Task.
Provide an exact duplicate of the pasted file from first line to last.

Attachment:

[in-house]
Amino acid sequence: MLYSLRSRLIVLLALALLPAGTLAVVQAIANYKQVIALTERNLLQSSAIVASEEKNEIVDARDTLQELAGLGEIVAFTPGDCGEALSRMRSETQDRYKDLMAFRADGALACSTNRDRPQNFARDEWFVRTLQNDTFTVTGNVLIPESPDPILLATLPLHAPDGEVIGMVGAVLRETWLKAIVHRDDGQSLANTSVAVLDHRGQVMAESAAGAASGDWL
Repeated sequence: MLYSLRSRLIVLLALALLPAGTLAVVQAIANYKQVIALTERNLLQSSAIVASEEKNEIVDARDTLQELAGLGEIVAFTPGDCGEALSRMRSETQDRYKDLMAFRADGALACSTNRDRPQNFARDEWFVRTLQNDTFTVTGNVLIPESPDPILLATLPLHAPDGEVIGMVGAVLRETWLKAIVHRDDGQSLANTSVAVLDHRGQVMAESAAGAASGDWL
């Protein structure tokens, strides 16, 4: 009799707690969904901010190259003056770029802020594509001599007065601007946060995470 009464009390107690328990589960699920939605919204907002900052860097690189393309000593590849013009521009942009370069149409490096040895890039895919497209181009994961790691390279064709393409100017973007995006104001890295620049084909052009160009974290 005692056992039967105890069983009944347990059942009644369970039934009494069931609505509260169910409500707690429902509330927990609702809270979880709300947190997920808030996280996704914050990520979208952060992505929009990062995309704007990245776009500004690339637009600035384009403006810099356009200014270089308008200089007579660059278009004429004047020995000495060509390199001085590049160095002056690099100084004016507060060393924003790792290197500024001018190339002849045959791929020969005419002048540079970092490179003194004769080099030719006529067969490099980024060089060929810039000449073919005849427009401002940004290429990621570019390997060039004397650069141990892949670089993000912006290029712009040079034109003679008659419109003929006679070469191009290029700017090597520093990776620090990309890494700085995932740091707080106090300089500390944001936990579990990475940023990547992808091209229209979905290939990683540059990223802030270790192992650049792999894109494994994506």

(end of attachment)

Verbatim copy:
[in-house]
Amino acid sequence: MLYSLRSRLIVLLALALLPAGTLAVVQAIANYKQVIALTERNLLQSSAIVASEEKNEIVDARDTLQELAGLGEIVAFTPGDCGEALSRMRSETQDRYKDLMAFRADGALACSTNRDRPQNFARDEWFVRTLQNDTFTVTGNVLIPESPDPILLATLPLHAPDGEVIGMVGAVLRETWLKAIVHRDDGQSLANTSVAVLDHRGQVMAESAAGAASGDWL
Repeated sequence: MLYSLRSRLIVLLALALLPAGTLAVVQAIANYKQVIALTERNLLQSSAIVASEEKNEIVDARDTLQELAGLGEIVAFTPGDCGEALSRMRSETQDRYKDLMAFRADGALACSTNRDRPQNFARDEWFVRTLQNDTFTVTGNVLIPESPDPILLATLPLHAPDGEVIGMVGAVLRETWLKAIVHRDDGQSLANTSVAVLDHRGQVMAESAAGAASGDWL
């Protein structure tokens, strides 16, 4: 009799707690969904901010190259003056770029802020594509001599007065601007946060995470 009464009390107690328990589960699920939605919204907002900052860097690189393309000593590849013009521009942009370069149409490096040895890039895919497209181009994961790691390279064709393409100017973007995006104001890295620049084909052009160009974290 005692056992039967105890069983009944347990059942009644369970039934009494069931609505509260169910409500707690429902509330927990609702809270979880709300947190997920808030996280996704914050990520979208952060992505929009990062995309704007990245776009500004690339637009600035384009403006810099356009200014270089308008200089007579660059278009004429004047020995000495060509390199001085590049160095002056690099100084004016507060060393924003790792290197500024001018190339002849045959791929020969005419002048540079970092490179003194004769080099030719006529067969490099980024060089060929810039000449073919005849427009401002940004290429990621570019390997060039004397650069141990892949670089993000912006290029712009040079034109003679008659419109003929006679070469191009290029700017090597520093990776620090990309890494700085995932740091707080106090300089500390944001936990579990990475940023990547992808091209229209979905290939990683540059990223802030270790192992650049792999894109494994994506």